In case it's relevant, I "merely" installed Eclipse by expanding the TAR file into /opt/eclipse.

So far so good.

Whilst creating a WPF project, I'm prompted to create a new Server Configuration for the deployment of the project to WebSphere Application Server / WebSphere Portal.

Since 6.1 was released, WPFD can connect to WAS via SOAP as well as the more traditional HTTP method. I think I'm right in saying that this allows for remote deployment of WARs ( where WPFD is on one machine and WAS/WP is on another ) so it's a good feature to have.

Having taken the defaults for the WAS/WP 6.1 configuration: -




















I clicked the "Test Connection" button ..... and saw .....









Check your Host and SOAP Connector port inputs. To verify your SOAP Connector port, go to the WebSphere Admin Console, select Application Servers > YOUR_SERVER > Ports and use the SOAP_CONNECTOR_ADDRESS

I followed the advice in the dialogue box and checked that the WebSphere_Portal instance of WAS was running, and the SOAP_CONNECTOR_ADDRESS was indeed 10033. I even proved it using the WSAdmin script as follows: -

/opt/IBM/WebSphere/PortalExpress/AppServer/bin/wsadmin.sh -port 10033 -user wpsadmin -password passw0rd -lang jython

By this time I was getting very desperate, and was using netstat -aon | grep 10033 to prove that the port was available, and even checked that the firewall - IPTables - was NOT running.

I then tried starting WPF in debug mode ( by running /opt/eclipse/eclipse -debug ) and then saw the following exceptions when I clicked the "Test Connection" button: -

INFO: ssl.disable.url.hostname.verification.CWPKI0027I com.ibm.websphere.management.exception.ConnectorException: ADMC0053E: The system cannot create a SOAP connector to connect to host localhost at port 10033 with SOAP connector security enabled.
Caused by: [SOAPException: faultCode=SOAP-ENV:Client; msg=Error opening socket: java.net.SocketException: java.lang.ClassNotFoundException: com.ibm.websphere.ssl.protocol.SSLSocketFactory; targetException=java.lang.IllegalArgumentException: Error opening socket: java.net.SocketException: java.lang.ClassNotFoundException: com.ibm.websphere.ssl.protocol.SSLSocketFactory]
com.bowstreet.designer.deploy.DeploymentException: An error occured trying to create the admin client. Check your Server Configuration inputs, and make sure your server is running.

At this point, I decided to call in the heavy mob - thanks to two of the smart people in the US, Jonathan B and Kevin T, I was able to crack it.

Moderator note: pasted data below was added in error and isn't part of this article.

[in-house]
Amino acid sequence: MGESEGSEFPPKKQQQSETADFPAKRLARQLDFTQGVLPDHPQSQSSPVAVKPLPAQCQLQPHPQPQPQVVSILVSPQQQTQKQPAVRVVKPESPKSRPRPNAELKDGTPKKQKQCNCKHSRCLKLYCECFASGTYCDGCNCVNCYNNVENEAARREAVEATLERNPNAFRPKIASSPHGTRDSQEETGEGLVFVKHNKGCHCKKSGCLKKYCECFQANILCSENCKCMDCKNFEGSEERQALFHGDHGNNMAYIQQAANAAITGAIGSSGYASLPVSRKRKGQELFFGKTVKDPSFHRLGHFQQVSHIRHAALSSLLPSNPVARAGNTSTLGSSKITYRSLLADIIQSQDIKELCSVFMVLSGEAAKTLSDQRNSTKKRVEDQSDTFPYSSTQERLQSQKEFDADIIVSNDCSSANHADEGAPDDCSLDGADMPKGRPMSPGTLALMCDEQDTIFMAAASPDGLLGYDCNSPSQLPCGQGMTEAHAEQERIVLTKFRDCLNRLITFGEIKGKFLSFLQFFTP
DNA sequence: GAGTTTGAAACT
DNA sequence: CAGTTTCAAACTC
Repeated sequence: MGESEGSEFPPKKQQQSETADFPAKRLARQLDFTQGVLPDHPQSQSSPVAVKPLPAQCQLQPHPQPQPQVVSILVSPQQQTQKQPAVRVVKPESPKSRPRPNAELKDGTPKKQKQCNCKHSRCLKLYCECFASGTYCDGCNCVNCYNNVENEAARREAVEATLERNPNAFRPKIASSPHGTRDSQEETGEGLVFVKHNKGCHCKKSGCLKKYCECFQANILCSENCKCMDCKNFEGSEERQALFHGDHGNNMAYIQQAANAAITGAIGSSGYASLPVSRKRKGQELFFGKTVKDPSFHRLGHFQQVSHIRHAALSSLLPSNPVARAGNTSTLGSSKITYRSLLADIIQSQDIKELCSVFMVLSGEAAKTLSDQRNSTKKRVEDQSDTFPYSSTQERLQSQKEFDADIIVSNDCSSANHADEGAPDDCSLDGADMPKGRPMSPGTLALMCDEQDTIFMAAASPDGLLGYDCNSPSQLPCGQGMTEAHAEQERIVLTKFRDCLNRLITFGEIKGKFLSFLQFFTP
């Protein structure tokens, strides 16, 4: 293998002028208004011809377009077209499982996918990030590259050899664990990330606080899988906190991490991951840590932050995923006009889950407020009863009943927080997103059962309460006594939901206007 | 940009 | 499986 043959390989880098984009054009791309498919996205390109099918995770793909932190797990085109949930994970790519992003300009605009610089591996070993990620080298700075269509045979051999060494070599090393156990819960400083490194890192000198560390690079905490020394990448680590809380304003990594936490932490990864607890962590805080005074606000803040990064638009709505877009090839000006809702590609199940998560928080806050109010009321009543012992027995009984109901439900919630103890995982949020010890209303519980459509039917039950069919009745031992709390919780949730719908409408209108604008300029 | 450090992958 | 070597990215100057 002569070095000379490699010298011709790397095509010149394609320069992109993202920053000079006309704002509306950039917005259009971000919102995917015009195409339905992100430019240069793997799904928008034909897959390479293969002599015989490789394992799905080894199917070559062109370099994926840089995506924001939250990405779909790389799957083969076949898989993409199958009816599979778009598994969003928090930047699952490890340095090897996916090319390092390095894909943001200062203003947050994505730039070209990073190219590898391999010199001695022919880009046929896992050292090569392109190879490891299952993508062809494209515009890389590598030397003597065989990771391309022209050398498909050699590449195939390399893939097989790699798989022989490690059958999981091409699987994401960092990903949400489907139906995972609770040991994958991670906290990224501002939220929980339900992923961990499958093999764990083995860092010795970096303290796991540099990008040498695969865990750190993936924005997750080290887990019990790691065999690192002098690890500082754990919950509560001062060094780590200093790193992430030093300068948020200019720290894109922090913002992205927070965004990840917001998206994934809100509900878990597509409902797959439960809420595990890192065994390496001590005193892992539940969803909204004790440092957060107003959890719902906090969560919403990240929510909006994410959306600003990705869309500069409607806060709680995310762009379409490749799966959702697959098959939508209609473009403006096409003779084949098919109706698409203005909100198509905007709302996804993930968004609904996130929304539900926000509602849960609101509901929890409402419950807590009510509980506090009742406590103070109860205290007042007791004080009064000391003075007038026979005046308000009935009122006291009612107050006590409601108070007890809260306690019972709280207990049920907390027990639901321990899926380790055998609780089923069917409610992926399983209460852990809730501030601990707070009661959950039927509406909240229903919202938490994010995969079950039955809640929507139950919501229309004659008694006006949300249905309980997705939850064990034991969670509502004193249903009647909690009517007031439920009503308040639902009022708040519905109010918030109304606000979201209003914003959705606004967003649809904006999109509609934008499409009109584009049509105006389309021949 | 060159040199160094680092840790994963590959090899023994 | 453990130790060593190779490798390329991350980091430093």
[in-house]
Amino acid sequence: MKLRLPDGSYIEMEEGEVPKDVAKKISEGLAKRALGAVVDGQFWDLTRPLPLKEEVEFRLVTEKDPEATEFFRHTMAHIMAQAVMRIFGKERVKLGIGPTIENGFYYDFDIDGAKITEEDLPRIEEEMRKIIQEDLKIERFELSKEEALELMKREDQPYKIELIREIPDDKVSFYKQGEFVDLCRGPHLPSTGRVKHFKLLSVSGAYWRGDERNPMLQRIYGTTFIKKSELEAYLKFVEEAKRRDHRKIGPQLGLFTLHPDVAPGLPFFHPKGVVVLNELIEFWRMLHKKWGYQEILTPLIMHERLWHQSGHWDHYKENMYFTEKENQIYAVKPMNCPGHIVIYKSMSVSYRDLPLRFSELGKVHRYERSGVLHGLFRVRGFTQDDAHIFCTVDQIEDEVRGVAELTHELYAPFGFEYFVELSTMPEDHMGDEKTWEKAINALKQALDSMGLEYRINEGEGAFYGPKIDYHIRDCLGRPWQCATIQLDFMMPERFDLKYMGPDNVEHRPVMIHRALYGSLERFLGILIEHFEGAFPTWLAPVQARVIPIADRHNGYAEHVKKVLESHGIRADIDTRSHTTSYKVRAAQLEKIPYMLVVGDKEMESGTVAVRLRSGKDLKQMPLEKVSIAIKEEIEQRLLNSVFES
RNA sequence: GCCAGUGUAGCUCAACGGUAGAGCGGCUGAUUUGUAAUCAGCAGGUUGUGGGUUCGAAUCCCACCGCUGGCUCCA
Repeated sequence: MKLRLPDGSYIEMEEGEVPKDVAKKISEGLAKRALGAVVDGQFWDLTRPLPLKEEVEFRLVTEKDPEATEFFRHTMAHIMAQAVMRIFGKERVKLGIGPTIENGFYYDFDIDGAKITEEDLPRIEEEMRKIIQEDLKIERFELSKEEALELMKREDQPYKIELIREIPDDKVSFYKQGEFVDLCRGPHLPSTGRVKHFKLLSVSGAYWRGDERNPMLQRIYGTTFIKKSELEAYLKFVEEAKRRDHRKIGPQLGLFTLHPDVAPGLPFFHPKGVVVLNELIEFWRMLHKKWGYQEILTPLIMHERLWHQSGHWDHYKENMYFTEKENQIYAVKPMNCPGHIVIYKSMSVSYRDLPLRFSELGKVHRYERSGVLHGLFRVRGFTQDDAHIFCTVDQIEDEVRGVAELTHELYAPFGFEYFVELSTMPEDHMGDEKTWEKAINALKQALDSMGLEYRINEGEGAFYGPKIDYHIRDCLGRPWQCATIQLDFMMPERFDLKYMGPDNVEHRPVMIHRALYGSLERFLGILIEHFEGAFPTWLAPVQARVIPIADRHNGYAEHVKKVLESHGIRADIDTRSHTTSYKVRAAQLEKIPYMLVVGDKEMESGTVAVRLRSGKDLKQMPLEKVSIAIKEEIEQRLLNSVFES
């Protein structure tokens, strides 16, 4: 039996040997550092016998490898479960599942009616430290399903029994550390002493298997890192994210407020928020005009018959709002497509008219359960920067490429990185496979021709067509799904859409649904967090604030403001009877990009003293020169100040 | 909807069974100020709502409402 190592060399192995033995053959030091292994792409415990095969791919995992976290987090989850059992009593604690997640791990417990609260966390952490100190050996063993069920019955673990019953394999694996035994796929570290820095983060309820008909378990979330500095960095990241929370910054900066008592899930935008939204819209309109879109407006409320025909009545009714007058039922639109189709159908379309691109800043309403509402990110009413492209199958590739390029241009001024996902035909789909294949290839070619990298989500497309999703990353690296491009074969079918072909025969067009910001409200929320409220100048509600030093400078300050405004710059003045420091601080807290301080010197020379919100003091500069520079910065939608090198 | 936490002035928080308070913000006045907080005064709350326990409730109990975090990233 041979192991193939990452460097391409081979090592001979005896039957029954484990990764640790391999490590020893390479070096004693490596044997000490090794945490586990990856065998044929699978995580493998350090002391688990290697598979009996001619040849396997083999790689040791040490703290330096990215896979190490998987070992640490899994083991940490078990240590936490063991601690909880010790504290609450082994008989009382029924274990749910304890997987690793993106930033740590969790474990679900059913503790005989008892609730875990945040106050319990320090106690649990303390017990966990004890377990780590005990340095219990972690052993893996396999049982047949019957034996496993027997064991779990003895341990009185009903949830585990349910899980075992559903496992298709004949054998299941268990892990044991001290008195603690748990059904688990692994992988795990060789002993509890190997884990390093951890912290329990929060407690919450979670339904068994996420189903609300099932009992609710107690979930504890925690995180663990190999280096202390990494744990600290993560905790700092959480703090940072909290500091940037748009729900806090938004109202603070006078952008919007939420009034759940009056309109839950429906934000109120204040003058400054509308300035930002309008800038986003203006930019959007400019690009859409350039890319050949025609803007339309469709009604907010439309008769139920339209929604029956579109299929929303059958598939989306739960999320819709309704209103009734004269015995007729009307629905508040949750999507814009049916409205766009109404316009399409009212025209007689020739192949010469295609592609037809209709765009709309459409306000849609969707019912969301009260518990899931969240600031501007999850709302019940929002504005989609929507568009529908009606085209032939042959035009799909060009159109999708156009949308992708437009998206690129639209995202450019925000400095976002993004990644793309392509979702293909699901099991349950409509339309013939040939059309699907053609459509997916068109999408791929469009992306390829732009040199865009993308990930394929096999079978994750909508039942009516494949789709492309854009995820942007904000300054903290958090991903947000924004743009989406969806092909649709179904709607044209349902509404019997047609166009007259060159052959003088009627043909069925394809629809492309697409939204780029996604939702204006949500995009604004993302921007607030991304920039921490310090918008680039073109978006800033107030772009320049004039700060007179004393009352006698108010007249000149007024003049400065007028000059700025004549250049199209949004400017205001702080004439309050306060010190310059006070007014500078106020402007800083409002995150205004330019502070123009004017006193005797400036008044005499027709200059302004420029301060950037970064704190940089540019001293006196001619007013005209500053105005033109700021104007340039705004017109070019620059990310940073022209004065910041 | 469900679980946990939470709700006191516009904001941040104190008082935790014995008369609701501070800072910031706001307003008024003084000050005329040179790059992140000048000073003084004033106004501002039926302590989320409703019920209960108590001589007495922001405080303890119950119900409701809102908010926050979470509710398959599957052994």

The ClassNotFound exception against com.ibm.websphere.ssl.protocol.SSLSocketFactory helped indicate the problem - Kevin advised me to check that the class did exist in the right place: -

/opt/IBM/WebSphere/PortletFactory/Designer/eclipse/plugins/com.bowstreet.designer.JMXConnection_6.1.5/WAS6.1/com.ibm.ws.security.crypto_6.1.0.jar

and then suggested that the problem MIGHT be a JRE issue; apparently the com.ibm.websphere.ssl.protocol.SSLSocketFactory class has a dependancy on the IBM Java Runtime Environment.

I proved this by changing my environment to use the IBM JRE that's packaged with WebSphere Application Server instead of the Sun JRE, by use of the setupCmdLine.sh, as follows: -

Before changing the environment

$ java -version

java -version
java version "1.6.0_17"
Java(TM) SE Runtime Environment (build 1.6.0_17-b04)
Java HotSpot(TM) Client VM (build 14.3-b01, mixed mode, sharing)

Change the environment

. /opt/IBM/WebSphere/PortalExpress/AppServer/profiles/wp_profile/bin/setupCmdLine.sh

( noting the leading DOT SPACE )

After changing the environment

$ java -version

java version "1.5.0"
Java(TM) 2 Runtime Environment, Standard Edition (build pxi32devifx-20090811 (SR10 +IZ56666+IZ56751))
IBM J9 VM (build 2.3, J2RE 1.5.0 IBM J9 2.3 Linux x86-32 j9vmxi3223-20090707 (JIT enabled)
J9VM - 20090706_38445_lHdSMr
JIT - 20090623_1334_r8
GC - 200906_09)
JCL - 20090811


Having done this, I was able to restart Designer, and deploy my project using SOAP.

In short, if you see similar exceptions re SSLSocketFactory, check that you're not running the Sun JRE.

Tuesday, 1 December 2009

Oooh, shiny, WebSphere Portal and WebSphere Process Server together ...

as per this developerWorks article: -

"...The guide contains the steps for building a two-node portal cluster running on WebSphere Application Server 6.1.0.15 and integrating this environment with WebSphere Process Server 6.1.0.1 in the same WAS cell, including the transfer of Portal's Derby database to an external database server..."

This is something I really need to read ( I feel the need, the need to read or, perhaps, the need to speed read ).